Human Bites Medication

Updated: Aug 10, 2018
  • Author: Jeffrey Barrett, MD; Chief Editor: John L Brusch, MD, FACP  more...
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Medication

Medication Summary

Empiric antibiotic therapy needs to be aimed at E corrodens, a wide variety of beta-lactamase–producing anaerobes, and S aureus.

There are no set guidelines to cover empirically for MRSA. However, if an abscess or gross purulence is present, treatment for MRSA should be initiated pending final culture results. Eikenella corrodens may not be covered by first-generation cephalosporins. These isolates are also resistant to clindamycin, penicillinase-resistant semisynthetic penicillins, macrolides, and aminoglycosides.

In an in vitro study of 50 infected human bites, Talan et al found that amoxicillin-clavulanic acid and moxifloxacin demonstrated excellent activity against the most common isolates. [26] The combination of a penicillinase-resistant penicillin with a second- or third-generation cephalosporin and metronidazole would provide an alternative.

Strong consideration should be given to admitting patients with human bite infections, especially those with bites to the hands or cartilage. [27]

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Antibiotics, Other

Class Summary

Empiric antimicrobial therapy must be comprehensive and should cover all likely pathogens in the context of the clinical setting.

Amoxicillin and clavulanic acid (Augmentin, Augmentin XR, Amoclan)

This drug combination treats bacteria that are resistant to beta-lactam antibiotics. It is the most effective and economical choice for outpatient therapy, unless contraindicated. In children over age 3 months, base the dosing protocol on amoxicillin content.

Because of different amoxicillin/clavulanic acid ratios in the 250-mg tablet (250/125) versus the 250-mg chewable tablet (250/62.5), do not use the 250-mg tablet until the child weighs more than 40 kg.

Doxycycline (Doryx, Vibramycin, Adoxa)

Doxycycline is an alternative for oral therapy in the penicillin-allergic patient. It inhibits protein synthesis and, therefore, bacterial growth by binding to 30S and possibly 50S ribosomal subunits of susceptible bacteria.

Doxycycline is a broad-spectrum, synthetically derived bacteriostatic tetracycline antibiotic. It is almost completely absorbed, concentrates in bile, and is excreted in urine and feces as a biologically active metabolite in high concentrations.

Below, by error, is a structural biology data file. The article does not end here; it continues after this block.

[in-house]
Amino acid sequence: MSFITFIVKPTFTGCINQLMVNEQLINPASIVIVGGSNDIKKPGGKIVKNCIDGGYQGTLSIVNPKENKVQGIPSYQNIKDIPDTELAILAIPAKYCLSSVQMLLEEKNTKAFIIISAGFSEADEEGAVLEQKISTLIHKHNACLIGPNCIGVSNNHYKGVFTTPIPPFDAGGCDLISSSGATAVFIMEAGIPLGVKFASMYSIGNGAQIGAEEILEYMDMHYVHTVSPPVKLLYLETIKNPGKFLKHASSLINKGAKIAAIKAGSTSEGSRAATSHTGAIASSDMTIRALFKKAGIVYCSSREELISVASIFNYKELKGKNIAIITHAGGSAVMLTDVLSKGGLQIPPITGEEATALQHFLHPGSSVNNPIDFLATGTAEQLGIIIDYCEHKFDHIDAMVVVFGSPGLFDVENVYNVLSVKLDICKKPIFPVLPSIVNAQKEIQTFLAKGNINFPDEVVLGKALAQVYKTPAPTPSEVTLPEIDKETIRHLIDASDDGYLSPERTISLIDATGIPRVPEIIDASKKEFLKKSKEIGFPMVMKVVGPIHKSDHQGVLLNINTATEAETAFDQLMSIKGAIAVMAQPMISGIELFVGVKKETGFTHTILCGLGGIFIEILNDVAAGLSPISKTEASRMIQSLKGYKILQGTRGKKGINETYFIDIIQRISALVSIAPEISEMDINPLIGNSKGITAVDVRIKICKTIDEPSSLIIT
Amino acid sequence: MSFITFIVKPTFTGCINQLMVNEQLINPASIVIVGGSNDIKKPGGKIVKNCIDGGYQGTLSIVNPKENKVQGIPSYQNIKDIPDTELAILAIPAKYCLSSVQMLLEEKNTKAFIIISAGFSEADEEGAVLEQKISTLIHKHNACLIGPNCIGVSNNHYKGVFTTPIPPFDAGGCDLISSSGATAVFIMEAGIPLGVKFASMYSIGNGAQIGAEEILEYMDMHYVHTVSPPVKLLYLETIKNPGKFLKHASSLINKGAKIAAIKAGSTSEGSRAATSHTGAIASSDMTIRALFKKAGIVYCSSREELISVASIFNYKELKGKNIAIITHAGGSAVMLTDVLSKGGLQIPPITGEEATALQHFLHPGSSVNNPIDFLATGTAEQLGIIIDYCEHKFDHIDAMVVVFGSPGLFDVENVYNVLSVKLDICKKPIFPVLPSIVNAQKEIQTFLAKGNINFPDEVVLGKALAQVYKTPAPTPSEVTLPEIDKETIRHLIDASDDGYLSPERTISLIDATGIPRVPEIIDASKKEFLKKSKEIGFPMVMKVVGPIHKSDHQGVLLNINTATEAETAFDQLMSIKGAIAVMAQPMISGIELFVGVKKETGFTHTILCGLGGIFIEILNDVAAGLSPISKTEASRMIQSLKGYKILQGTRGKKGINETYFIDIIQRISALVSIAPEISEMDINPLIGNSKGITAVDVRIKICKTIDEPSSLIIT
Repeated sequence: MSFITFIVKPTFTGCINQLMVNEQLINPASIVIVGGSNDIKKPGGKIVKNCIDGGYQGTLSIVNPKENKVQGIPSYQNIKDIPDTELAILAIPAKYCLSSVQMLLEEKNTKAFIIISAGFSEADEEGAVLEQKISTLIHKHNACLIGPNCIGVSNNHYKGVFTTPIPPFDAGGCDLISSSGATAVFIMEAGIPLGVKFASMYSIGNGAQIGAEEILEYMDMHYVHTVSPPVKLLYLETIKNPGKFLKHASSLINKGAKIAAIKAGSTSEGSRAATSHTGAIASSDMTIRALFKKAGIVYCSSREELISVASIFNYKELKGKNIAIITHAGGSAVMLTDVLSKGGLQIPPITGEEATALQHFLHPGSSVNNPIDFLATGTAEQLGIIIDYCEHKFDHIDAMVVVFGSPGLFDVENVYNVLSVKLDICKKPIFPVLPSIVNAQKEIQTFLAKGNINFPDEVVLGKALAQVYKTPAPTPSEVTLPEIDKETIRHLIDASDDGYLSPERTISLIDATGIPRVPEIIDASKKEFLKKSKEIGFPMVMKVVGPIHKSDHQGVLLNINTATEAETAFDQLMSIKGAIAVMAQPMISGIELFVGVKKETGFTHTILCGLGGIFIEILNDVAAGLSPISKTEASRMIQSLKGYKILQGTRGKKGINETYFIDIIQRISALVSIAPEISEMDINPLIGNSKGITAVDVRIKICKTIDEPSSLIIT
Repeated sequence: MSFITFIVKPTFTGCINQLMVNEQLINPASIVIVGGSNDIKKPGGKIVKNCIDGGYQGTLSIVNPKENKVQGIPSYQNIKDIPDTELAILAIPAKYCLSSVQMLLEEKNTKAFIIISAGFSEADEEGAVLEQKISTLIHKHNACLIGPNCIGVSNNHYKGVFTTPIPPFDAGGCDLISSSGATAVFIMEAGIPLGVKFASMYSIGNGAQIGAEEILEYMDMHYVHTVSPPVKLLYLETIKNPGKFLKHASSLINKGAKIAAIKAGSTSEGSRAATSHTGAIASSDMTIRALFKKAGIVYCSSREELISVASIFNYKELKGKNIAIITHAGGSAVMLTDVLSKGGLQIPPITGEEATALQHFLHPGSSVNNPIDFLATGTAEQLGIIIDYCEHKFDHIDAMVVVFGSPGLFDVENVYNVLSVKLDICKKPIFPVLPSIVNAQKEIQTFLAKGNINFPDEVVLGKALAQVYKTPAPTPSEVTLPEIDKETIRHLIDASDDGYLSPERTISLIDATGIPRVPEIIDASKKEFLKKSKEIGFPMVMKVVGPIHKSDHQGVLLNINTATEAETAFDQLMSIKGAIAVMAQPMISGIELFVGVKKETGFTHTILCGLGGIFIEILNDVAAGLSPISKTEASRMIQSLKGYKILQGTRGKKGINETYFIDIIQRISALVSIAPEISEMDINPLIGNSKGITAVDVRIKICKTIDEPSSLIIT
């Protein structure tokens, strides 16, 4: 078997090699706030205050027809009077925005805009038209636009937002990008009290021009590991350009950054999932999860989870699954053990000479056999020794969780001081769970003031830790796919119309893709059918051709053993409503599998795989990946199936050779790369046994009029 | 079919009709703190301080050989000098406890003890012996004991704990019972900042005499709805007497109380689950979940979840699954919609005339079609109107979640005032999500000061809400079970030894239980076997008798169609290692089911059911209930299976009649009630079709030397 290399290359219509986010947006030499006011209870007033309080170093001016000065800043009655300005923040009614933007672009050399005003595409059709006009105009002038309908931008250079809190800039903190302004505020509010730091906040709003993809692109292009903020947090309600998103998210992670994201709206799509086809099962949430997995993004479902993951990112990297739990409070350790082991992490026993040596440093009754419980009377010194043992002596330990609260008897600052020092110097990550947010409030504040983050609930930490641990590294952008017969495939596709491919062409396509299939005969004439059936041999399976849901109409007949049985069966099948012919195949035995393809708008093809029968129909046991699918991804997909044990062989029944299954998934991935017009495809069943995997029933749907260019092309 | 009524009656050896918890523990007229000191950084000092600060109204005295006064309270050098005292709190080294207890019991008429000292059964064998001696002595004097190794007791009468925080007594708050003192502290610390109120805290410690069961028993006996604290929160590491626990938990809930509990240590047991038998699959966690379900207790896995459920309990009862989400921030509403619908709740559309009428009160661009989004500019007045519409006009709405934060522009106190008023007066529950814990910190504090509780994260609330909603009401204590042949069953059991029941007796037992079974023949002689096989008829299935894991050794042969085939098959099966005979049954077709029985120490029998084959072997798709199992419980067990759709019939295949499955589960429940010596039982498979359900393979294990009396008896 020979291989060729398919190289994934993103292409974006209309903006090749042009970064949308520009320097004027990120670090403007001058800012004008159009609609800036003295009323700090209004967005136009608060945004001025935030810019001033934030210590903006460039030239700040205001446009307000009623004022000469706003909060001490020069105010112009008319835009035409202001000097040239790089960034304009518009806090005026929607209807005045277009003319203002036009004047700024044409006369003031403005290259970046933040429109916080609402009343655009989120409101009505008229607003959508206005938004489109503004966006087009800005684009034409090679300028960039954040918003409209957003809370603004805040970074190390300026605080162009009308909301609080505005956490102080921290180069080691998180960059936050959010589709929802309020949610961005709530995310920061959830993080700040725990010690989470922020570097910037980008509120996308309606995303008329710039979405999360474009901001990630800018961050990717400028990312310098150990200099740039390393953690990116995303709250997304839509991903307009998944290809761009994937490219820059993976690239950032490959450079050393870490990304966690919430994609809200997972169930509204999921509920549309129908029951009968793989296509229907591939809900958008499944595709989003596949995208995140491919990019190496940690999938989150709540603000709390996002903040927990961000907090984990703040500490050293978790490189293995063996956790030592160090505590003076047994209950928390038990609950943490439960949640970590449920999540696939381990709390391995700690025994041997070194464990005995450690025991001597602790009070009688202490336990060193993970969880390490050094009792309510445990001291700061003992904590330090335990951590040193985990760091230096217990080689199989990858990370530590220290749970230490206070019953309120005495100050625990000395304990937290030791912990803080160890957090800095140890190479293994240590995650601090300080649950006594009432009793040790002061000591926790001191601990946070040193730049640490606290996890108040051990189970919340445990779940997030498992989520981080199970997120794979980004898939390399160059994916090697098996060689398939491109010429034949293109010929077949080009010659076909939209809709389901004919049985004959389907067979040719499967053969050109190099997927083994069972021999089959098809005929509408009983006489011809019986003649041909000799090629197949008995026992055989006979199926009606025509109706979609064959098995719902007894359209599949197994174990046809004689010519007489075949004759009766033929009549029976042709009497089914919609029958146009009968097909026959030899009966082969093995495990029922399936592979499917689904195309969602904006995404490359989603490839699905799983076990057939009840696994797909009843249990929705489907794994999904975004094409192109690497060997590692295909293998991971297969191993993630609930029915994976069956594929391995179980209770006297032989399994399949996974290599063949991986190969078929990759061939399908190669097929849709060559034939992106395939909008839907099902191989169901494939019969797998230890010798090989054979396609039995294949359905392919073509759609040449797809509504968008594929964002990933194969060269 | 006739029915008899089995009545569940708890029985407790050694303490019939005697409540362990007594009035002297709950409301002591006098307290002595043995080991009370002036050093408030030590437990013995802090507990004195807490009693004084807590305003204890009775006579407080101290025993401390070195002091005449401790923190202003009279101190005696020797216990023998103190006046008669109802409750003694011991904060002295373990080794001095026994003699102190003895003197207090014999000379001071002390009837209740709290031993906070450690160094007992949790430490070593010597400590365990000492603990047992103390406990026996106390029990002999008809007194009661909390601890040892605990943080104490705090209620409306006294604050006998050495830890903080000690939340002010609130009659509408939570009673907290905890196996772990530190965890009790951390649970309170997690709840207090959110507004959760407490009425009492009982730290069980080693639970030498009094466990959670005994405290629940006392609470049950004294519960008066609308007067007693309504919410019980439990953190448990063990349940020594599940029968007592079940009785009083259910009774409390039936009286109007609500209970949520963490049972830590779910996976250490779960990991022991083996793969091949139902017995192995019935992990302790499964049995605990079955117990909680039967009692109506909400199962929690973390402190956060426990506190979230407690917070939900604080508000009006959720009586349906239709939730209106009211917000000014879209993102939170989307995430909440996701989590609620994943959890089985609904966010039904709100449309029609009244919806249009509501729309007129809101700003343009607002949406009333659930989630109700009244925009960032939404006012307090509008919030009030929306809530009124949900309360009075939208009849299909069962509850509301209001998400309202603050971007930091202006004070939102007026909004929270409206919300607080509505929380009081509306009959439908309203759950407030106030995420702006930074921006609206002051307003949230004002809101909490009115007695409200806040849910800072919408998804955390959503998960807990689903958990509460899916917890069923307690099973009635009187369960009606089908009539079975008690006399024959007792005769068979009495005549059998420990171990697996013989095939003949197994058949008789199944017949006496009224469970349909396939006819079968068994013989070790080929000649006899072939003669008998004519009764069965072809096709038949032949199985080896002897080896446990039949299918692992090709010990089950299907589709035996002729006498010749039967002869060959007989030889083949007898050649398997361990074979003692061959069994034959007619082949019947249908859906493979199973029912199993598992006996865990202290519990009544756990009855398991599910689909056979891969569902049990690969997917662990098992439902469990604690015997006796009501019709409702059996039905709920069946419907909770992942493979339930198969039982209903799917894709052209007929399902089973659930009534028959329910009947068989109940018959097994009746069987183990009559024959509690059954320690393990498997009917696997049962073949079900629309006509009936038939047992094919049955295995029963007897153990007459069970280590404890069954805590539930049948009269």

Cefoxitin sodium (Mefoxin)

This is an alternative drug for infected bites Cefoxitin is a second-generation cephalosporin indicated for gram-positive cocci and gram-negative rod infections. Infections caused by cephalosporin- or penicillin-resistant, gram-negative bacteria may respond to cefoxitin.

Cefoxitin inhibits bacterial cell-wall synthesis by binding to 1 or more penicillin-binding proteins. It inhibits the final transpeptidation step of peptidoglycan synthesis, resulting in cell-wall death.

Ampicillin sodium and sulbactam (Unasyn)

This drug combination, of a beta-lactamase inhibitor and ampicillin, covers skin, enteric flora, and anaerobes. It is not ideal for nosocomial pathogens.

The medication interferes with bacterial cell-wall synthesis during active replication, resulting in bactericidal activity against susceptible organisms. It can be administered as an alternative to amoxicillin in patients who are unable to take oral medication.

Ticarcillin disodium and clavulanic acid (Timentin)

This drug combination inhibits biosynthesis of cell wall mucopeptide and is effective during the stage of active growth.

Moxifloxacin (Avelox)

Moxifloxacin inhibits the A subunits of deoxyribonucleic acid (DNA) gyrase, resulting in inhibition of bacterial DNA replication and transcription.

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Immunizing Agents

Class Summary

These agents are used to passively immunize patients against tetanus.

Tetanus immunoglobulin (HyperTET S/D)

This is used for passive immunization of any person with a wound that may be contaminated with tetanus spores.

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